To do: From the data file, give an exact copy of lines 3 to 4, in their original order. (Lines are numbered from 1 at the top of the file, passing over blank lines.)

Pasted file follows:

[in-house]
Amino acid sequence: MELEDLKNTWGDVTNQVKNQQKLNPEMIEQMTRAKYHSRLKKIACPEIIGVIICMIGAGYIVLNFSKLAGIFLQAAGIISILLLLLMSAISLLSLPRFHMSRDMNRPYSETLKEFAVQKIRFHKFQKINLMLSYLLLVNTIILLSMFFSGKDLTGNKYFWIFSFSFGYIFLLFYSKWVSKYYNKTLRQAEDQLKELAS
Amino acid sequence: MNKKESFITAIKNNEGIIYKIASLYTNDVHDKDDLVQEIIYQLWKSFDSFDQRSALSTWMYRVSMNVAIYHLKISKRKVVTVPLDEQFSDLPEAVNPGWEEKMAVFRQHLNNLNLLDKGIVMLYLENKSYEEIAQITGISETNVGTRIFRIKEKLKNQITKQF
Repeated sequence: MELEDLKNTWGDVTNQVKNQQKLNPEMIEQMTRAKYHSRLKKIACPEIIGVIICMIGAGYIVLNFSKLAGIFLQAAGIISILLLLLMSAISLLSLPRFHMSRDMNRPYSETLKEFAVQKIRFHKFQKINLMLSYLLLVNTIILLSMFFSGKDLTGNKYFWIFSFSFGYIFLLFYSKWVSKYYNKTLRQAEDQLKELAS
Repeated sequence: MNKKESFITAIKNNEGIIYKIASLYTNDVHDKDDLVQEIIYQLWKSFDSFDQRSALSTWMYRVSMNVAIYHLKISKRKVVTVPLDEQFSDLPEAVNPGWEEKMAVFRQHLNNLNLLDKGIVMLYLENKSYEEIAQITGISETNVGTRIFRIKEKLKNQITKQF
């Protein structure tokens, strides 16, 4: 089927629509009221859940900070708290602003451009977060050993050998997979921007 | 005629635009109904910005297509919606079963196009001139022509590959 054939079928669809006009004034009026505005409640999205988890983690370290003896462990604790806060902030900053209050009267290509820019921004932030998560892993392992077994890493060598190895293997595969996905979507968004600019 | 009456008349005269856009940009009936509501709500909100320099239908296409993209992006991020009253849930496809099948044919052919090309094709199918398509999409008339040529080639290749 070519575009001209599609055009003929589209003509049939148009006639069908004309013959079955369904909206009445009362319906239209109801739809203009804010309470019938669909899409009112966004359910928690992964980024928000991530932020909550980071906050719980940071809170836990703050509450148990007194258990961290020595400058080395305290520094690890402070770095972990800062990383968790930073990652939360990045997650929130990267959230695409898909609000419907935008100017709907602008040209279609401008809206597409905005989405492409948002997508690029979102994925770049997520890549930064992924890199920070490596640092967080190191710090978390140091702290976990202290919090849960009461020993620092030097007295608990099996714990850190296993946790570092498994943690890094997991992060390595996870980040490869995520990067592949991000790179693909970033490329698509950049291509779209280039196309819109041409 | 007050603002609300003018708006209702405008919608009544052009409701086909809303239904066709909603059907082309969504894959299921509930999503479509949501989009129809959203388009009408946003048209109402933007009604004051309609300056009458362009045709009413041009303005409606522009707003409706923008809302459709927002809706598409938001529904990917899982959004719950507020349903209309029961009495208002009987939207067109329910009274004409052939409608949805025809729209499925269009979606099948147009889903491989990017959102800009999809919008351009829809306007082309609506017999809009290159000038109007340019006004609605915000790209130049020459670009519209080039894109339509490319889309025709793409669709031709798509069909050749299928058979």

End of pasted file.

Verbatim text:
Amino acid sequence: MNKKESFITAIKNNEGIIYKIASLYTNDVHDKDDLVQEIIYQLWKSFDSFDQRSALSTWMYRVSMNVAIYHLKISKRKVVTVPLDEQFSDLPEAVNPGWEEKMAVFRQHLNNLNLLDKGIVMLYLENKSYEEIAQITGISETNVGTRIFRIKEKLKNQITKQF
Repeated sequence: MELEDLKNTWGDVTNQVKNQQKLNPEMIEQMTRAKYHSRLKKIACPEIIGVIICMIGAGYIVLNFSKLAGIFLQAAGIISILLLLLMSAISLLSLPRFHMSRDMNRPYSETLKEFAVQKIRFHKFQKINLMLSYLLLVNTIILLSMFFSGKDLTGNKYFWIFSFSFGYIFLLFYSKWVSKYYNKTLRQAEDQLKELAS